Breadsmith celebrates a decade of tasty successFARGO - When Trisha Nemzek’s mother returns to California from visits to Duluth, she saves room in her suitcase for some treasure from the Breadsmith store in Fargo.
FARGO - When Trisha Nemzek’s mother returns to California from visits to Duluth, she saves room in her suitcase for some treasure from the Breadsmith store in Fargo.
Nemzek, a Moorhead resident, plans to see her mother in the Northland soon when she visits Nemzek’s grandmother.
“She made sure that I wasn’t coming to Duluth without her bread,” Nemzek said during a visit to the store this week.
October marks the 10th anniversary of the Breadsmith store at 1617 32nd Ave. S., and its owners have cultivated some loyal customers in those years.
The staff at the bread store was stocking the bins with an assortment of breads, manning the slicer, prepping chocolate chip cookie dough, baking dessert breads and generally taking care of business when The Forum visited Wednesday to get a taste of what a Breadsmith morning is like.
It starts early. Assistant manager Ann Farmer had been at the store since 5:45 a.m. Sales associate Samuel Allred arrived at 5 a.m., and had already delivered some bread before 6 a.m.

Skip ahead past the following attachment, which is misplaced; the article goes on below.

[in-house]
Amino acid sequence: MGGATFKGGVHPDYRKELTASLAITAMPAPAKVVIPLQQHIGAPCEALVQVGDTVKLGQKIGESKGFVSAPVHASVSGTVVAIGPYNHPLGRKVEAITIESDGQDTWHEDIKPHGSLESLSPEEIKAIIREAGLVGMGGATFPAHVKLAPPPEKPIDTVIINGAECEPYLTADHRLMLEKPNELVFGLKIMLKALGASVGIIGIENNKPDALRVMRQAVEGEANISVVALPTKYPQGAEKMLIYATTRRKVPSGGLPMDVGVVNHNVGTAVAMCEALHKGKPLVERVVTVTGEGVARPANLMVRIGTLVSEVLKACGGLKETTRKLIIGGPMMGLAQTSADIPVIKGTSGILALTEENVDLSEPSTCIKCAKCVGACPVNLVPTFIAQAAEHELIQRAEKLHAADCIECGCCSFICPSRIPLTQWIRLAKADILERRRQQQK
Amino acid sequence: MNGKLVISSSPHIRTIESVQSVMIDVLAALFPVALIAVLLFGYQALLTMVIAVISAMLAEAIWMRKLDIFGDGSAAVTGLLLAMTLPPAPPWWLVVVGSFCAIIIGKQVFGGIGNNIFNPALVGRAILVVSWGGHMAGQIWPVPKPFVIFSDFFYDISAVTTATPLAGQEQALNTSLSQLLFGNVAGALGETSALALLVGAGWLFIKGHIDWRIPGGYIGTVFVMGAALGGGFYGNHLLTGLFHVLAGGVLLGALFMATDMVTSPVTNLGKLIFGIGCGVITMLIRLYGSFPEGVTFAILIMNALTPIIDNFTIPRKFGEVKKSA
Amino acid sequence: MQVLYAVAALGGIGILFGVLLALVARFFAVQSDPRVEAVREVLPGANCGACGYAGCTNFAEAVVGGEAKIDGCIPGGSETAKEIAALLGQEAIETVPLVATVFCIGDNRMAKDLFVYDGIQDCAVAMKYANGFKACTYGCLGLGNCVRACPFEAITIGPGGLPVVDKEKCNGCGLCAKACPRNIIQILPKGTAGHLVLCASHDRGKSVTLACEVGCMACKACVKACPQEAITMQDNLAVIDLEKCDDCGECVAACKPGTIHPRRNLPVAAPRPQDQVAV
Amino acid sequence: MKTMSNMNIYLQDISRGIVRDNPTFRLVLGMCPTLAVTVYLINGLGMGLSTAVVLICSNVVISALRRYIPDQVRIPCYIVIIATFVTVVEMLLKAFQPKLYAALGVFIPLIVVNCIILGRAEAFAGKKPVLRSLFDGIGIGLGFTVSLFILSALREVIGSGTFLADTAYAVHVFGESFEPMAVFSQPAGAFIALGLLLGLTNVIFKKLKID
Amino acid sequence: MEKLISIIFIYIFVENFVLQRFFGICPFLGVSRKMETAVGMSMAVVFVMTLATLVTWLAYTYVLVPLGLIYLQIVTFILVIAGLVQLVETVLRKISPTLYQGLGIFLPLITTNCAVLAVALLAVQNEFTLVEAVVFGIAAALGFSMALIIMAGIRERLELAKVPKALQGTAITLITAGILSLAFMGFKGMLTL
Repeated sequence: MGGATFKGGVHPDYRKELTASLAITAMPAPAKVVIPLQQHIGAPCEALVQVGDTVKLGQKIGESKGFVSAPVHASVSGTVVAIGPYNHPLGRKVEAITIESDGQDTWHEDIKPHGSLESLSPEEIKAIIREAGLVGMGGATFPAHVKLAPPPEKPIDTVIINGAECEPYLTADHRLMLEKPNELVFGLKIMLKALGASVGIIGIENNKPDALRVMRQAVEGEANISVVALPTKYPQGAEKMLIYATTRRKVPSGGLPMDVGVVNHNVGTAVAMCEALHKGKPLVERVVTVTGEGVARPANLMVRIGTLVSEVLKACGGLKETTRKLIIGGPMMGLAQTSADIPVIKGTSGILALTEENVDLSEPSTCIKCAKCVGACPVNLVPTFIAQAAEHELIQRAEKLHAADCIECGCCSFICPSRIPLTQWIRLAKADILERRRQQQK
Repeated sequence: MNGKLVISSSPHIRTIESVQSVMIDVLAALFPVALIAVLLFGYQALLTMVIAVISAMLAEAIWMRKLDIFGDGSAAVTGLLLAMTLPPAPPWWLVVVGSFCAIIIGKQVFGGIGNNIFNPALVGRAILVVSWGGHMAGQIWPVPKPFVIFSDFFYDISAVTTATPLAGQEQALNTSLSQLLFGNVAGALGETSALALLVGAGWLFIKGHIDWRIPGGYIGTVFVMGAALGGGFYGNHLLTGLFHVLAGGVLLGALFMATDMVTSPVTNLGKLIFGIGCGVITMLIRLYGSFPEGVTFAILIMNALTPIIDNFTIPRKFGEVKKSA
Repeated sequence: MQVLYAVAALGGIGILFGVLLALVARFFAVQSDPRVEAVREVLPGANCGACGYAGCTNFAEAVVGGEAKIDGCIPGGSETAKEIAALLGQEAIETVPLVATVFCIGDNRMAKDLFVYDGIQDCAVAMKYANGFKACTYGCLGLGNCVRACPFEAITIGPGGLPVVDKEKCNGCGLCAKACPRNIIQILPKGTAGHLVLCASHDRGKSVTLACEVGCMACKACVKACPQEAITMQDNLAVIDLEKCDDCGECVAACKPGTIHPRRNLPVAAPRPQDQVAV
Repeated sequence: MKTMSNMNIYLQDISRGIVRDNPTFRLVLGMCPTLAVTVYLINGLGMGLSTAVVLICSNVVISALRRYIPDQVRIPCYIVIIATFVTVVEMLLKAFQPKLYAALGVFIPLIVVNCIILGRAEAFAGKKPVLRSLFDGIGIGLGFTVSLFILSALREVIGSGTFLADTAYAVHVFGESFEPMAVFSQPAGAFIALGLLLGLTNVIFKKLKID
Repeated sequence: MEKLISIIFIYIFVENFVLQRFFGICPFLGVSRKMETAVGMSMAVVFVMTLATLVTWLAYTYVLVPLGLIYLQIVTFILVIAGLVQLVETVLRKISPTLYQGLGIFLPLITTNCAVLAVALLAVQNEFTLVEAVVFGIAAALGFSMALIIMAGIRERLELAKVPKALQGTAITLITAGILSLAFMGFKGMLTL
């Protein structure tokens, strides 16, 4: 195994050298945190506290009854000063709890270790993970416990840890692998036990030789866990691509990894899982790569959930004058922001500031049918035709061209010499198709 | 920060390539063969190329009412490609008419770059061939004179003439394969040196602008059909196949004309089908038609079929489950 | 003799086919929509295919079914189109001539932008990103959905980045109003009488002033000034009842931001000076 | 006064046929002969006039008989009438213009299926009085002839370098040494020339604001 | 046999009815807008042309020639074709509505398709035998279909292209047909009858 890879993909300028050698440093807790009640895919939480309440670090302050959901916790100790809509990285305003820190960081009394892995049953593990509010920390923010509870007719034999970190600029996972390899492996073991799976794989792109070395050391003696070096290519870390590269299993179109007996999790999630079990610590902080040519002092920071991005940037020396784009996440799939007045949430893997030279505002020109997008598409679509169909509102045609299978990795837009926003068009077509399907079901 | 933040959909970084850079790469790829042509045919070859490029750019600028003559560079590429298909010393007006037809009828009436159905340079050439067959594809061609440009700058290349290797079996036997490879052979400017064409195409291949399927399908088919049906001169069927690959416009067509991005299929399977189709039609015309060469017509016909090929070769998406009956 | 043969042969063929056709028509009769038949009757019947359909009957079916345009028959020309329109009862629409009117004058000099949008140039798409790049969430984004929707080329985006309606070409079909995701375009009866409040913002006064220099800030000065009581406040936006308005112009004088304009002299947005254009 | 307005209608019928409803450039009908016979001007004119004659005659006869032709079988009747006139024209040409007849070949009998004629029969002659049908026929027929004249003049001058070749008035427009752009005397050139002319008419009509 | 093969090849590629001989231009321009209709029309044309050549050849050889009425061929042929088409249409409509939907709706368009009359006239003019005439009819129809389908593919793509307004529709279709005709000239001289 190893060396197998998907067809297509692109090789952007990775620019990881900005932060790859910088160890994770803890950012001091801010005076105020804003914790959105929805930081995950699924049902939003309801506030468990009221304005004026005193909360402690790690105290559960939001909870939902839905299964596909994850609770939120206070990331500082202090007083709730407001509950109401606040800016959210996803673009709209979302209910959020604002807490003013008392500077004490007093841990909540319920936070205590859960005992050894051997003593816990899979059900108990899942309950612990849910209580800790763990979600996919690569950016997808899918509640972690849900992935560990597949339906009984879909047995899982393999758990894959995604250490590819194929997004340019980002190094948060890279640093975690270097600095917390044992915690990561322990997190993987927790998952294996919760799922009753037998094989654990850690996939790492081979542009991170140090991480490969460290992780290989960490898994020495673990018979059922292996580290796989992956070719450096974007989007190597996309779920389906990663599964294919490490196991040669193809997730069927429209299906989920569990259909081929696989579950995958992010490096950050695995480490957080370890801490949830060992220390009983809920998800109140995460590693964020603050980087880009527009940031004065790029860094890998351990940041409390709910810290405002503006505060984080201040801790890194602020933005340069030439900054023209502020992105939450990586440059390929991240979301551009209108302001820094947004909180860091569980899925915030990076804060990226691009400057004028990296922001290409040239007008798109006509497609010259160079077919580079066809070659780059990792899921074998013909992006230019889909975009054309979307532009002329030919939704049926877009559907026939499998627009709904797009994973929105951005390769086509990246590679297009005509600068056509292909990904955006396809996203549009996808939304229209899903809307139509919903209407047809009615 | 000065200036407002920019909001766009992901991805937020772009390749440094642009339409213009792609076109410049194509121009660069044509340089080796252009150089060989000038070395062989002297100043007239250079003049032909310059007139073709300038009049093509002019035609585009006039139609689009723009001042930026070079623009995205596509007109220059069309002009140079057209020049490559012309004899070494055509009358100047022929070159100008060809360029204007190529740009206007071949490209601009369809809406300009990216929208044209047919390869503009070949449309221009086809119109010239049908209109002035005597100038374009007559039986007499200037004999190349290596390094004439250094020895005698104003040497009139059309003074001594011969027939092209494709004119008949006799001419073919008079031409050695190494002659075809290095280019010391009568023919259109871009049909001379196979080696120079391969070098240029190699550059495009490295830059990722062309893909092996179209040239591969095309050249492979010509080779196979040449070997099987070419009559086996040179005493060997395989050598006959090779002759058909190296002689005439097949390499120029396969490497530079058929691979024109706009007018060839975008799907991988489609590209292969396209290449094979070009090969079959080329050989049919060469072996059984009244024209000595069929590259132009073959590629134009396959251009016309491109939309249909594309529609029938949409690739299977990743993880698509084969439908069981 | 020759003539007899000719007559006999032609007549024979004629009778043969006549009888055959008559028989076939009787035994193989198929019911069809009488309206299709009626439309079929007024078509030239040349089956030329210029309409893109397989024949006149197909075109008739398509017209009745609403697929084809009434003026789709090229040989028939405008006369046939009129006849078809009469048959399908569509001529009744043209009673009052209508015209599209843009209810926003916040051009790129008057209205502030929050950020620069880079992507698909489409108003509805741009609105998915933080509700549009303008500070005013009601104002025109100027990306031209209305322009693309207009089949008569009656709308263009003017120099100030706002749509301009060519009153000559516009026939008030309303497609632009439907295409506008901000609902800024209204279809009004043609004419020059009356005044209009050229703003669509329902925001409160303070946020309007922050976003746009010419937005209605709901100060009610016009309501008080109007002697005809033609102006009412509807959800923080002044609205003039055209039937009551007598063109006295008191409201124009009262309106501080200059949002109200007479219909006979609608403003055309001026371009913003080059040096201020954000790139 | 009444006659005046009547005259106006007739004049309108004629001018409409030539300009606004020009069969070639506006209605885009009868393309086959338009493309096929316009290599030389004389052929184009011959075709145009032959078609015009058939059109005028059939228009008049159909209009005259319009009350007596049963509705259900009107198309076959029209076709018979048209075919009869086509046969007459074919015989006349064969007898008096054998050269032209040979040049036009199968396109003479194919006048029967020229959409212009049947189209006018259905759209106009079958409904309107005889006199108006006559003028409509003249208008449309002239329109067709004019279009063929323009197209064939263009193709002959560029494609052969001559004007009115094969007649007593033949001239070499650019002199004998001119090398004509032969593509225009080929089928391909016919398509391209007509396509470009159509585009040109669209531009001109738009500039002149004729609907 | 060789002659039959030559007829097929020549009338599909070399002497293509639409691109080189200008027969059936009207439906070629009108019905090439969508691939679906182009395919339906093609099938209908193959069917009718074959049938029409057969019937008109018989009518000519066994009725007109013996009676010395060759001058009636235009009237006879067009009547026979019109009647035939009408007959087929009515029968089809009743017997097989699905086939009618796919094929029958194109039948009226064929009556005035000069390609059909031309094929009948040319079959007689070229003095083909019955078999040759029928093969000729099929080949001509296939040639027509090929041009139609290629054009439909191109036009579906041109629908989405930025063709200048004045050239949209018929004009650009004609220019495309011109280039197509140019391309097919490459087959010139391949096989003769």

“Our goal is to be the best proprietor of bread in the Fargo-Moorhead area,” said Rob Roberts, who has owned the Fargo Breadsmith franchise since it opened in 2002.
It has been at its current location since the beginning.
“You don’t want to move an oven like this. That weighs 14,000 pounds,” said the 54-year-old Roberts.
He was referring to the “steam-injected, stone hearth oven imported from France,” where the yeast-laden, from-scratch baking action happens.
That equipment is part of a standard of excellence Roberts takes seriously. He said if he wants fine food, he visits a fine restaurant. And for those who want a fine bread, “I like to think we’re your consideration for that.”
Breadsmith is a Wisconsin-based company with stores in 15 states.
Roberts recently celebrated the store’s decade anniversary with an open house fundraiser for the YWCA of Cass Clay. Roberts, who also regularly donates unused bread to the community, believes in his business being involved with and giving to the community.
“If you don’t give, you can’t receive,” he said.
“A lady just called. She wants me to speak to their teachers’ group: absolutely,” Roberts said. “I’m happy to do it. We do kids tours through here. Anything we can do to help introduce our product to our area, we’re thrilled to do.”
Farmer has worked for the Fargo Breadsmith shop for about six years and has been employed there three different times.
“I like the job because of the customers,” she said.
“Really, the customer is king here,” Roberts said. “I mean, a lot of people talk about things like that, but we really mean it.”
Readers can reach Forum reporter J. Shane Mercer at (701) 451-5734